Urban Land and Housing: In this article it is argued that the government of Zimbabwe, faced with critical problems of
economic sustainability, social reproduction in the urban areas and in its domestic and international relations sought to address them through Operation Murambatsvina/Restore Order. However, the article concludes that the objectives set by the government were inadequate and/or inappropriate to deal with the country’s fundamental urban socio-economic problems and the government’s methods of executing its plan were inhumane and have in fact compounded the very social challenges it sought to address, creating new ones. The article discusses the official rationalization given by the government for carrying out the operations which are
primarily focused on the need to restore legality and regulate towns and the economy but neglect to coherently critique the
underlying economic problems or the efficacy of current government policies to deal with such problems. It presents analyses by different members of civil society of imperatives underlying Operation Murambatsvina/Restore Order and outlines limits in the civil society discourse with respect to government actions. In order to assess the validity of the Zimbabwean government’s justification for Operation Murambatsvina/Restore Order its sources are placed in the context of relevant political and economic challenges, urban planning technocracy and ‘clean’ town imperatives, historical urban conditions, the order of infrastructure and service provision, urban aesthetics and cleanliness technocracy culture, and the weakening of local state urban authority and
urban politics. The outcomes of Operation Murambatsvina/Restore Order, including the nature, scope and extent of the social, economic and political outcomes as well as implications for the future and urban and national security are outlined. The article also discusses the main impact of Operation Murambatsvina/Restore Order in the form of state and civil society reactions and programmes and international reactions; interventions and programmes. Finally, recommendations are made for the reorientation of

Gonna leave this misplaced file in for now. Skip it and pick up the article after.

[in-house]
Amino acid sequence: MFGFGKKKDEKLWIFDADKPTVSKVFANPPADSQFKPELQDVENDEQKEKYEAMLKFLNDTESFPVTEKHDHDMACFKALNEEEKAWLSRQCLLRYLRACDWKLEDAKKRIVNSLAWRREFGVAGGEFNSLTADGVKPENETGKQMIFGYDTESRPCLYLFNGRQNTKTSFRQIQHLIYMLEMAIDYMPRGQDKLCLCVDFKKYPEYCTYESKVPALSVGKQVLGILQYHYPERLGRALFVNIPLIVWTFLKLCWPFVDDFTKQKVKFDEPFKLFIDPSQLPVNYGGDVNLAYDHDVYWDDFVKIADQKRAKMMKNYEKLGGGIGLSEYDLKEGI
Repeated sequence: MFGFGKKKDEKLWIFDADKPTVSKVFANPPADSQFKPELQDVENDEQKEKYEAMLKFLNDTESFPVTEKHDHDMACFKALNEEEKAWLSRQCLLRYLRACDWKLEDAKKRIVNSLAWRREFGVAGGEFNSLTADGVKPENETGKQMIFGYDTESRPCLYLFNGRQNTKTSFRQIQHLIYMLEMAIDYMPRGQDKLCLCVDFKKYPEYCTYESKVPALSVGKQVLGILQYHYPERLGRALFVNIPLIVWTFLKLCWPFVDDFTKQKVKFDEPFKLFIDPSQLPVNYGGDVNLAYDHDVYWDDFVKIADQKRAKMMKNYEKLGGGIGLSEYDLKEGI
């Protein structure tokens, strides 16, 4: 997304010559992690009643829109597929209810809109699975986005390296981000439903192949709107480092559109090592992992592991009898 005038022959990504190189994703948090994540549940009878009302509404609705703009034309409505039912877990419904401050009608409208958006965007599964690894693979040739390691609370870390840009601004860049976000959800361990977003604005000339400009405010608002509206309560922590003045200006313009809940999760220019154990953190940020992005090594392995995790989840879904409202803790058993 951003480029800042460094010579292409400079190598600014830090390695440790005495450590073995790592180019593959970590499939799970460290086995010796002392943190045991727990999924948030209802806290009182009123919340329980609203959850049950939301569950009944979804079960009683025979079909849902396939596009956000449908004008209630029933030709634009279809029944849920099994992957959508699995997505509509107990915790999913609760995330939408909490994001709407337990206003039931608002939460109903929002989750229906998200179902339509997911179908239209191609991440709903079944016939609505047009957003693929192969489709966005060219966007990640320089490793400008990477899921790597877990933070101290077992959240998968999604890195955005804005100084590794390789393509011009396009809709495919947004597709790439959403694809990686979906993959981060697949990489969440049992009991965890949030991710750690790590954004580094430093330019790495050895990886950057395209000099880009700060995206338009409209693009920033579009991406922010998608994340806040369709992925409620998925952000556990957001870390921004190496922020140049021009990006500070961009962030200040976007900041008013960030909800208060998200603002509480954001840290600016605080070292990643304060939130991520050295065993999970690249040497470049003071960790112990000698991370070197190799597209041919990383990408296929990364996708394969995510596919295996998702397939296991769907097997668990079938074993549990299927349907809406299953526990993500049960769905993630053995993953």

economic policy based on a new deal consensus and the development of a comprehensive urban renewal plan.
Economic Impacts: This article discusses how the Zimbabwean government’s historically benign treatment of the strong informal sector abruptly changed with Operation Murambatsvina/Restore Order and resulted in a host of problems, including homelessness, starvation, exposure to disease and cold weather, loss of assets, transport woes and increased and urgent demand for accommodation. Government’s promises of relocation for the displaced came after the mass removals had taken place and were
inadequately supported financially or otherwise. The article provides a detailed discussion of the significance and impact of Operation Murambatsvina/Restore Order on the Zimbabwean economy.
The Media: This article discusses the role played by and response of the media in the context of Operation Murambatsvina/Restore Order. The article provides a background discussion of the difficult conditions for independent media in Zimbabwe and how government control and clamp downs have made it difficult for the media to play a true investigative role in Zimbabwe generally and with respect to Operation Murambatsvina/Restore Order in particular. The article provides recommendations as to how the media in Zimbabwe could have a more effective and independent voice through the promotion of public ownership
of the media, the transformation of the main state owned broadcaster into a public institution governed by a board independent of government, the expansion of community ownership of local media (local radio stations and newspapers, for example) and training of media professionals to investigate underlying causes of events and take a peoplecentered approach to the presentation of information.
The overall picture that emerges from the articles in this report is that of an unplanned process. The government of Zimbabwe
failed to articulate any justifiable reasons why Operation Murambatsvina/Restore Order had to be undertaken in the manner that it was. Responses to both the government’s conduct and the emerging impacts of the operation have largely been inadequate. The reasons for this inadequacy range from the current political environment in the country that restricts civic engagement to a limited capacity to carry out policy analysis. There is agreement that the most urgent need is resource mobilization to address the immediate hardships caused by the operation as well as to start tackling the urban question and attendant social problems. Pressure should be put on the Zimbabwean government to review its approaches to policy formulation and implementation and pay serious attention to the need to involve and take into account the expectations, needs and aspirations of ordinary citizens. The current “go it alone” attitude that underlies the government’s approach to governance and policy implementation in response to the myriad of problems that the country has to deal with is neither sustainable nor productive. The Zimbabwean government is encouraged to start addressing the political, social and economic fundamentals in an accountable way that will respect the basic rights of its citizens, and which will recognise the practical realities of managing modern-day nation states and economies.